Second Sacred Concert
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"I think of myself as a messenger boy," wrote Duke Ellington, "one who tries to bring messages to people, not people who have never heard of God, but those who were raised more or less with the guidance of the Church." With that as his mission in his last decade, Ellington put together a series of three sacred concerts, the second of which is a far more extensive and adventurous testament to his faith than his first or third. This time, the material is fresh, not a patchwork of old and new like the first concert — and in an attempt to be as ecumenical as possible, Ellington reaches for novel techniques and sounds beyond his usual big band spectrum. After a passage of nearly formless chaos representing the void before "the Creation" (shades of Haydn's "The Creation"), the chorus enters in "Supreme Being" with an upward glide, and recites the text as if in a service. "Something 'Bout Believing" has the chorus reciting a preachy message in time to the beat, and in "It's Freedom," Ellington gives himself a spoken sermonette, a moving tribute to his recently departed alter ego Billy Strayhorn. Keeping in tune with the times, Ellington frequently plays an electric piano instead of his usual grand piano, his deft light touch and unique sense of time still very much evident on the electric instrument. Yes, there are uneven patches within all of this eclecticism, yet the best of the material is at a very high level — and this would not become completely apparent until other organizations started performing the music (e.g., the great Los Angeles Master Chorale in a spine-tingling 2004 live performance). The choruses on this recording — mostly a mixture of school, college, and church groups from the New York metropolitan area — frankly aren't that good, despite having the inimitable support of the one and only Ellington band wailing behind them. Many of the great soloists were still in the band at this late date — Cootie Williams, Harry Carney, Jimmy Hamilton, Paul Gonsalves, Cat Anderson, Russell Procope, Sam Woodyard, and, of course, Johnny Hodges (quietly eloquent as only he could be on "Heaven"). On several numbers, Swedish singer Alice Babs proves to be a worthy successor to the wailers of Ellington's past — and more virtuosic than most. Due to Fantasy's combined efforts to keep its catalog in print, this sacred concert has received wider exposure than the others, which were subject to the corporate whims of RCA. Originally released as a two-LP set shortly after Ellington's death, the album was compressed onto a single CD, which meant that two numbers from Side 4 of the LPs had to be dumped. And what tracks to lose — the romping "Don't Get Down on Your Knees to Pray Until You Have Forgiven Everyone" and the choral spiritual "Father Forgive." If you still have a turntable, hunt for the LPs. ~ Richard S. Ginell, Rovi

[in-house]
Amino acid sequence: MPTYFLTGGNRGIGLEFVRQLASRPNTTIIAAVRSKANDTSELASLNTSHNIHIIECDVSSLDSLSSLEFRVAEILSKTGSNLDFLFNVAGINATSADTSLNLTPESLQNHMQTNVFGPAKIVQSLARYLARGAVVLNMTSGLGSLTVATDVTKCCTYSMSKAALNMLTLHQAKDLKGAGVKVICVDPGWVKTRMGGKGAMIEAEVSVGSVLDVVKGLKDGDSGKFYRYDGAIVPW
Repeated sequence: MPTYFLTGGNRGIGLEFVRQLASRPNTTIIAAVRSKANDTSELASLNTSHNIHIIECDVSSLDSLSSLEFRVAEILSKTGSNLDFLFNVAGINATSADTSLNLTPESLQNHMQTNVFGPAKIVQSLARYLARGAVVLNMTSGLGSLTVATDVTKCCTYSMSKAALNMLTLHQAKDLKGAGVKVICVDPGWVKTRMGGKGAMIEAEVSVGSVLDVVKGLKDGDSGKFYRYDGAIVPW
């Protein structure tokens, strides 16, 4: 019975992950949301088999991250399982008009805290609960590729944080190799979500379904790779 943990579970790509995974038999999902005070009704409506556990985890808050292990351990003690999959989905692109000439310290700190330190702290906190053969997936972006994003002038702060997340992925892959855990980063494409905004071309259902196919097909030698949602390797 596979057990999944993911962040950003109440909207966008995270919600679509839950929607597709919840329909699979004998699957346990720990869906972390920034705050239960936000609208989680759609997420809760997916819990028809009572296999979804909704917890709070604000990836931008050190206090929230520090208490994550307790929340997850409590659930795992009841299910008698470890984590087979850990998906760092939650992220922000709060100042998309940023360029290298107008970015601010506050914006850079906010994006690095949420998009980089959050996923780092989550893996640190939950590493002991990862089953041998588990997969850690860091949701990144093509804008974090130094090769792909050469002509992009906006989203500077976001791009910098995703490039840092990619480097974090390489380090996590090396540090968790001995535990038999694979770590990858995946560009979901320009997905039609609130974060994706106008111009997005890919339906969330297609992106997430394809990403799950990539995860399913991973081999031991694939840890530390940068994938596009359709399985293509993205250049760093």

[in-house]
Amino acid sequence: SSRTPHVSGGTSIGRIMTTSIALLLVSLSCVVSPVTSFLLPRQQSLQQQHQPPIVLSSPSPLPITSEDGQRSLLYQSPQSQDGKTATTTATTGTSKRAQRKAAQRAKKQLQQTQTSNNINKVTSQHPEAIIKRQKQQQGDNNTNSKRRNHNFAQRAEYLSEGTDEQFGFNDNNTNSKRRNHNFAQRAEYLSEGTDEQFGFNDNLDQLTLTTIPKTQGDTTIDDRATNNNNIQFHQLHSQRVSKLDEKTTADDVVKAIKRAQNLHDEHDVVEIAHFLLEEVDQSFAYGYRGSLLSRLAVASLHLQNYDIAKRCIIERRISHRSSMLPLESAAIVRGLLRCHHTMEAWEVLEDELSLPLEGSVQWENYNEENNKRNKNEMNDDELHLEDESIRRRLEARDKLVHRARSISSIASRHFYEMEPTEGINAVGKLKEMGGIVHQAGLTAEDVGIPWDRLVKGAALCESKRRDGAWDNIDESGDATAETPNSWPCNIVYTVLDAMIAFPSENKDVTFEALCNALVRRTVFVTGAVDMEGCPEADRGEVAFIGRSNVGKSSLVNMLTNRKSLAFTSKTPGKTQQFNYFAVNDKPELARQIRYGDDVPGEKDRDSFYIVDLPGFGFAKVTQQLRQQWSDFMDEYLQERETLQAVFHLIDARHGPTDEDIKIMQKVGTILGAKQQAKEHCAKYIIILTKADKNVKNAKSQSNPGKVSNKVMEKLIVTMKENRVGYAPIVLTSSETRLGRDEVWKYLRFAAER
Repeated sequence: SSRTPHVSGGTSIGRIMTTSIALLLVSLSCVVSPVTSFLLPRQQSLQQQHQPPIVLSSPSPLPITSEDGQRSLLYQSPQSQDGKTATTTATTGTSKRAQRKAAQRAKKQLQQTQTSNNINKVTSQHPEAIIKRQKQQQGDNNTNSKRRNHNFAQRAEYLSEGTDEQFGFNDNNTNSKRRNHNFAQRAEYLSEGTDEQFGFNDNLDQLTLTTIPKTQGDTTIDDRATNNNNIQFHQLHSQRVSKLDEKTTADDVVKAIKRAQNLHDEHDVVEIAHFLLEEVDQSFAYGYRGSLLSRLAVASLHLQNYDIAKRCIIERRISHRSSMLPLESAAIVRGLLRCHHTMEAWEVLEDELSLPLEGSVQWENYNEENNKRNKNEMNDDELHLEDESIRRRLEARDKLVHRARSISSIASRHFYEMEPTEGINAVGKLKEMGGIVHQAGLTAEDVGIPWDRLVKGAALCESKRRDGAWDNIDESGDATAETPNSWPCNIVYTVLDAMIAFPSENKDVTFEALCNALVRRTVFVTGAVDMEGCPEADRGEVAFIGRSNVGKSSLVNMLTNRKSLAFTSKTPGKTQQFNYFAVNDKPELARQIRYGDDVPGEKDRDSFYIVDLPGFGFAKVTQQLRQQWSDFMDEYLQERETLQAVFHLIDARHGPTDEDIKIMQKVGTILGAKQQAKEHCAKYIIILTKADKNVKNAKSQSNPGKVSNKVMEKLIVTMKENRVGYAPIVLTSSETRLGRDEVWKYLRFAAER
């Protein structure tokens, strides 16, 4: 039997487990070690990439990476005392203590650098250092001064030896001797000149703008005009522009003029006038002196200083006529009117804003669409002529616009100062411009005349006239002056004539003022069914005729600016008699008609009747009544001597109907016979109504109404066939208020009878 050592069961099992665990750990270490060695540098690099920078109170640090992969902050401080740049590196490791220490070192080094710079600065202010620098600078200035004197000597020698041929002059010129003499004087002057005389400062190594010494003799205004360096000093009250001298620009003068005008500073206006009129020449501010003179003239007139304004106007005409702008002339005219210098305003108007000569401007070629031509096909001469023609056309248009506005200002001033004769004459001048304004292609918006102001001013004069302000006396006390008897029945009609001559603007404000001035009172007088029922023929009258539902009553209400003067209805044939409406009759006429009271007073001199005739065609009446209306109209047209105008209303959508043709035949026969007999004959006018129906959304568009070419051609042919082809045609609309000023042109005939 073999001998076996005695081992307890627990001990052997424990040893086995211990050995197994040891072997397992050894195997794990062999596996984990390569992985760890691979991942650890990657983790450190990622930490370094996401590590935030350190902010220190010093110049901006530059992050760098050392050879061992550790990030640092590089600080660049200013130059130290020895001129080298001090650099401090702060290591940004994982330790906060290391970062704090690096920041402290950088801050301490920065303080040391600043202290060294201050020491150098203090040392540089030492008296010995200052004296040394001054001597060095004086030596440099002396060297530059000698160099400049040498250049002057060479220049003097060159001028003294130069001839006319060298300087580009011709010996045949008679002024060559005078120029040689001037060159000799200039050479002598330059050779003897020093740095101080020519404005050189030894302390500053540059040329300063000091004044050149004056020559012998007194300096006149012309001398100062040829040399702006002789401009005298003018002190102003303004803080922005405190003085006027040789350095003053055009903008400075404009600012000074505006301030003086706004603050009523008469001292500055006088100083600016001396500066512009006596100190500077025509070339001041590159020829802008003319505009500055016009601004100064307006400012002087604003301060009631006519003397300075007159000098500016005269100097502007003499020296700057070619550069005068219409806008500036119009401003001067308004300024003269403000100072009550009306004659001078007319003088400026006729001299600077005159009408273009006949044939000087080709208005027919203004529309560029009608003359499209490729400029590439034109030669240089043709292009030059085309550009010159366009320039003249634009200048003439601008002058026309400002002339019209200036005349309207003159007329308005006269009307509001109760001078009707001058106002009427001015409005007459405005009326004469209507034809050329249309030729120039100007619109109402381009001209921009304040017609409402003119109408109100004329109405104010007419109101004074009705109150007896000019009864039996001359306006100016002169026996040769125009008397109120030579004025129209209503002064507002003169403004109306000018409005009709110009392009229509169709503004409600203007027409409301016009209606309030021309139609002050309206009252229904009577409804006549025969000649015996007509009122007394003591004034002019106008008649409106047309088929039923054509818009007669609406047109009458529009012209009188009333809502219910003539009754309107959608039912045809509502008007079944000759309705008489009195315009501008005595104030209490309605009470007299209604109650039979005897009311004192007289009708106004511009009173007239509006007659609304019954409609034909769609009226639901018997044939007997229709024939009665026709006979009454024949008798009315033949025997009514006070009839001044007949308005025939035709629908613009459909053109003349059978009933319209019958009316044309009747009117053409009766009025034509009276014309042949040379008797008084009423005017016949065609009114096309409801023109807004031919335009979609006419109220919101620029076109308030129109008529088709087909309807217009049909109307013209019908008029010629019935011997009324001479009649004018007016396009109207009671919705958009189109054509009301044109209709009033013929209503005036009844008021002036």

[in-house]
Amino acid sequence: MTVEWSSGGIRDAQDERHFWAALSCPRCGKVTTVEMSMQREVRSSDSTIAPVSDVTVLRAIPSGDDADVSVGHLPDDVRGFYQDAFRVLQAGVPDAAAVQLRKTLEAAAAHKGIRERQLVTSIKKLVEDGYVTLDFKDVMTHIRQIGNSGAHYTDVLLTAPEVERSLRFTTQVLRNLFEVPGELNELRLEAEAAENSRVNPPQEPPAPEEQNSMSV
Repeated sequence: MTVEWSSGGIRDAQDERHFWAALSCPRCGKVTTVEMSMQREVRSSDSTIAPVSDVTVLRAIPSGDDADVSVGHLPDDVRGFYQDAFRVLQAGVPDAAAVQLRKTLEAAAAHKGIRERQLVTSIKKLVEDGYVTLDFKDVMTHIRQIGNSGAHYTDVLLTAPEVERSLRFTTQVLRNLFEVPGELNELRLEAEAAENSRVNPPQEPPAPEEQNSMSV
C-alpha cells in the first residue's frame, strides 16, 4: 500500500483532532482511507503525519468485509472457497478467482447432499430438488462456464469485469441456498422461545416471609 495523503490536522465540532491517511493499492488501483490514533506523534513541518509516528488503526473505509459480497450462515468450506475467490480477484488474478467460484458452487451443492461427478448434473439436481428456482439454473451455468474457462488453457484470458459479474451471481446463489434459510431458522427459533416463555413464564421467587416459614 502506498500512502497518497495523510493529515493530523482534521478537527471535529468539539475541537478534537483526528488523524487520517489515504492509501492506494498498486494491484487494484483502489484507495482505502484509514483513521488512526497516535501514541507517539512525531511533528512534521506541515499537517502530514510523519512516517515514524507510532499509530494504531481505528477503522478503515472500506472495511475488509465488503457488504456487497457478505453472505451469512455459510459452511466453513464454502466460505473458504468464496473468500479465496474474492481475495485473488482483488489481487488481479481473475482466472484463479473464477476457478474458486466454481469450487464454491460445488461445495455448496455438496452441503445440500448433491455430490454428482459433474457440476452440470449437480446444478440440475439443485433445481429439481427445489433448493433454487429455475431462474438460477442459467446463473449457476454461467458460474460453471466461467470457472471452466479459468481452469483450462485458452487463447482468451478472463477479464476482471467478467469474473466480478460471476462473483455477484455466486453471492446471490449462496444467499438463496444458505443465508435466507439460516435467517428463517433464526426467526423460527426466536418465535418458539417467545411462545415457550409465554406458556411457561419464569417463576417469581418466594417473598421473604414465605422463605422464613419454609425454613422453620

Nato(a): 29 aprile 1899, Washington D.C.
Anni di attività: '20s, '30s, '40s, '50s, '60s, '70s